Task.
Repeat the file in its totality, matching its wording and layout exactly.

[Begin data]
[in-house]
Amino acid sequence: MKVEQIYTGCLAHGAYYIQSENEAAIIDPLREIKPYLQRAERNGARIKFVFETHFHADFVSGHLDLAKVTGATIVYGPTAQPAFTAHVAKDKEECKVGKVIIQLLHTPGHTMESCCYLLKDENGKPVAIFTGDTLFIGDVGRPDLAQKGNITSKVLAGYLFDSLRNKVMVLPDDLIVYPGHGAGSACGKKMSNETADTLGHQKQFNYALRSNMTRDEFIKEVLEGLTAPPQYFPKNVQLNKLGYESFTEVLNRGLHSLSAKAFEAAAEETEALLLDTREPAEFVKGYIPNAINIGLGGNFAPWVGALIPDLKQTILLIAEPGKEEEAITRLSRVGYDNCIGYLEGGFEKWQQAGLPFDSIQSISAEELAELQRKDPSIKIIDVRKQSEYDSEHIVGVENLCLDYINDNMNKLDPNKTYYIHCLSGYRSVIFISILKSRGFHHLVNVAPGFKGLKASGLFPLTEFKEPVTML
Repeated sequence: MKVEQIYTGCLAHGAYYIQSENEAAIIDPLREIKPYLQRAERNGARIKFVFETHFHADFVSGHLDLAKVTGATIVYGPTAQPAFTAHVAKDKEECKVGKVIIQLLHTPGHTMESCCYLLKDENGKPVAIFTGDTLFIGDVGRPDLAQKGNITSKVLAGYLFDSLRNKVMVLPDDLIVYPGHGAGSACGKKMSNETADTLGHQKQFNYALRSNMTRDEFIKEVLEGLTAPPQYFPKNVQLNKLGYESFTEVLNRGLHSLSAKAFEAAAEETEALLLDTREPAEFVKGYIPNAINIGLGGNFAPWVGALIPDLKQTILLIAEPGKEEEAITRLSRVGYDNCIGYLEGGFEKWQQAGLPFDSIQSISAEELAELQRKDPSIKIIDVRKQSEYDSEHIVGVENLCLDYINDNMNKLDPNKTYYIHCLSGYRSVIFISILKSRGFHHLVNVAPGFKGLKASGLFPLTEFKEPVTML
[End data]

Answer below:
[in-house]
Amino acid sequence: MKVEQIYTGCLAHGAYYIQSENEAAIIDPLREIKPYLQRAERNGARIKFVFETHFHADFVSGHLDLAKVTGATIVYGPTAQPAFTAHVAKDKEECKVGKVIIQLLHTPGHTMESCCYLLKDENGKPVAIFTGDTLFIGDVGRPDLAQKGNITSKVLAGYLFDSLRNKVMVLPDDLIVYPGHGAGSACGKKMSNETADTLGHQKQFNYALRSNMTRDEFIKEVLEGLTAPPQYFPKNVQLNKLGYESFTEVLNRGLHSLSAKAFEAAAEETEALLLDTREPAEFVKGYIPNAINIGLGGNFAPWVGALIPDLKQTILLIAEPGKEEEAITRLSRVGYDNCIGYLEGGFEKWQQAGLPFDSIQSISAEELAELQRKDPSIKIIDVRKQSEYDSEHIVGVENLCLDYINDNMNKLDPNKTYYIHCLSGYRSVIFISILKSRGFHHLVNVAPGFKGLKASGLFPLTEFKEPVTML
Repeated sequence: MKVEQIYTGCLAHGAYYIQSENEAAIIDPLREIKPYLQRAERNGARIKFVFETHFHADFVSGHLDLAKVTGATIVYGPTAQPAFTAHVAKDKEECKVGKVIIQLLHTPGHTMESCCYLLKDENGKPVAIFTGDTLFIGDVGRPDLAQKGNITSKVLAGYLFDSLRNKVMVLPDDLIVYPGHGAGSACGKKMSNETADTLGHQKQFNYALRSNMTRDEFIKEVLEGLTAPPQYFPKNVQLNKLGYESFTEVLNRGLHSLSAKAFEAAAEETEALLLDTREPAEFVKGYIPNAINIGLGGNFAPWVGALIPDLKQTILLIAEPGKEEEAITRLSRVGYDNCIGYLEGGFEKWQQAGLPFDSIQSISAEELAELQRKDPSIKIIDVRKQSEYDSEHIVGVENLCLDYINDNMNKLDPNKTYYIHCLSGYRSVIFISILKSRGFHHLVNVAPGFKGLKASGLFPLTEFKEPVTML